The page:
I think many of us have witnessed the fact that boys would rather do anything but read.  Teachers and parents alike have heard all the excuses: he’s too busy, can’t find anything he likes or just doesn’t enjoy it.  Don’t worry, you’re not alone and there are plenty of things we can do to help boys engage with reading.  We believe that reading and literacy are fundamental to success in life. We need our children to get onto the reading ladder: anything that they enjoy reading will move them up, rung by rung, into literacy. 

Where to start

Never give up searching for something – anything he wants to read.  Don’t be dismayed if it doesn’t seem like ‘real’ reading to you.  A new tactic I’ve used recently with my students is using the weekend paper’s sports review – it covers all footy codes and other popular sports. Remember, it’s our job to encourage boys and continue to offer ways for them to read.  Author Neil Gaiman referred to fiction as the ‘gateway drug’ to reading.  We believe that comics, sports reviews, online magazines and the like can be a boys’ ‘gateway drug’ to fiction.  All of my kids have drifted away from reading from time to time, but I’ve worked really hard to find the next author, the next series, the next book that they might enjoy (there’s been many knockbacks but when you find ‘the‘ book/series, it’s worth the effort.)

1. Find great topics they WANT to read

A good book for a boy is one he wants to read” – our favourite quote by acclaimed author James Maloney says it all.  The real trick is finding what that should be.  Our advice is ANYTHING is better than nothing, non-fiction is often a good start.  If he’s into sports, match reviews can get him reading.   Comics, graphic novels and magazines also have value.  Don’t be critical about the topics he wants to read (eg toilet humour, cartoon books etc) – however, don’t let him become too stuck or reliant on these as boys can tend to read this genre on repeat.  Keep searching for recommended reads, there are a lot of good resources out there with great suggestions.

2. Don’t be afraid to embrace technology

Boys love to use their laptops, tablets and phones – embrace it.  Many boys who would recoil in horror at the idea of picking up a book will happily read all manner of things on their tablet.   There is evidence to show that many educational websites improve both reading comprehension and fluency, but more importantly can help boys enjoy reading.   It’s why we created the only, world-first program dedicated to boys!  Boys will read if you give them choice, engaging content in a format that they know: technology.

Allow them to read their favourite magazine on their tablet, there are a wealth of great books available online.  If sports and match reviews are his thing then embrace the online news.  Don’t give up on traditional books, remember a little is better than nothing.  Any type of reading that can spark their interest is a great start.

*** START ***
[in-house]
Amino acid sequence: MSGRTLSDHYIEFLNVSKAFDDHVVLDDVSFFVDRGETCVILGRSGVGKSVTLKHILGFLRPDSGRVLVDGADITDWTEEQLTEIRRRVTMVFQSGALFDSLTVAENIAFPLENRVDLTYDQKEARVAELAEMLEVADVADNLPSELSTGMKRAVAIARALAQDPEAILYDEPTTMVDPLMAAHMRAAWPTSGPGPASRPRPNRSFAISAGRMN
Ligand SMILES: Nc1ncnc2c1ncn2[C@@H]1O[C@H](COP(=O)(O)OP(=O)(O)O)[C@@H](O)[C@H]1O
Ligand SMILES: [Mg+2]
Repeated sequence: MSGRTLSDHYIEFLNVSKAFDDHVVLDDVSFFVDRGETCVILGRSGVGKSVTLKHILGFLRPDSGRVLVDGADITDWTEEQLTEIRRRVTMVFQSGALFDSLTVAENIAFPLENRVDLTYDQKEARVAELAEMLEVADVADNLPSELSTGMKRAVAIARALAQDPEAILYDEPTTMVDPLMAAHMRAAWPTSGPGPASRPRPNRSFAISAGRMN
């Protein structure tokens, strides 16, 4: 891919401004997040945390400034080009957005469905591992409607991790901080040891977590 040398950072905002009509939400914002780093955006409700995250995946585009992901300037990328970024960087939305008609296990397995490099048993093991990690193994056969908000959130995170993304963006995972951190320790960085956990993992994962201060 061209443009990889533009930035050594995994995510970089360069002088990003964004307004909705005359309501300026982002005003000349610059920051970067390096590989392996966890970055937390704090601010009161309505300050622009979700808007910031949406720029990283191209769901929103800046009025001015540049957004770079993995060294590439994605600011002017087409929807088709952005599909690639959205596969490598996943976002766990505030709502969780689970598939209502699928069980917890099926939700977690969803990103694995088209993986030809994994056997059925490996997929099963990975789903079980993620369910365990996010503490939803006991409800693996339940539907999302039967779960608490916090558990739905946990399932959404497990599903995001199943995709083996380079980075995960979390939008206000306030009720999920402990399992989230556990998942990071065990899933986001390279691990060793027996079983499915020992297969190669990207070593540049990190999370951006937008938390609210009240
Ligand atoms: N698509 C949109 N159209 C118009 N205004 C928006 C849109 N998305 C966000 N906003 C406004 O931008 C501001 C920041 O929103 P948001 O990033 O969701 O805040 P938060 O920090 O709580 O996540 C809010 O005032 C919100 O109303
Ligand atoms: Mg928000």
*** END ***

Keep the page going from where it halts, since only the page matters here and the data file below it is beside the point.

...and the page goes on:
3. Be prepared to start small

Short and sweet is fine.  You can start with almost anything.  The Guinness Book of World Records is great, it’s full of interesting facts has a lot of visual stimulus and can be broken into small bite sized chunks of information.  Short stories and graphic novels are also an excellent way to gain interest.  We know boys who were entirely disinterested in the idea of reading until they received a magic kit and then could not stop reading the instruction manual.  Remember: something is better than nothing.

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4. Be a reading Role Model

Show him it’s okay to read and that it’s ‘something we do around here’.  The best way is for boys to see you reading a range of different materials.  It is especially important for boys to see their fathers, and other respected male role models, reading.  One of the often-cited reasons boys don’t read is that it is deemed to be a ‘feminine’ pastime.  Seeing dads or other males regularly reading can break down this stereotype. In our house, my hubby orders audiobooks and listens to them when he’s travelling each day – this way he gets to chat with our sons about what he’s reading.  I can definitely recommend this to the busy dads out there! 

5. Take the time to read with him

The most precious of all the commodities – time.  Not easy to come by in our busy lives but it is up to all of us as parents and educators to find some time, even if only a small amount to read with boys.  If you cannot do this consider the concept of shared reading whereby you both read the same book or material and discuss it.  The earlier we start reading with our boys the better, but it’s never too late to make that connection.

Brought to you by Tanya Grambower

Tanya is the founder and managing Director of Literacy For Boys.  She has a Bachelor of Education with over 25 years’ teaching experience in international schools and throughout Australia. She has run her own successful tutoring business, for over 15 years.  Tanya recently released Literacy for Kids – due to girls loving the content in our boys’ program.

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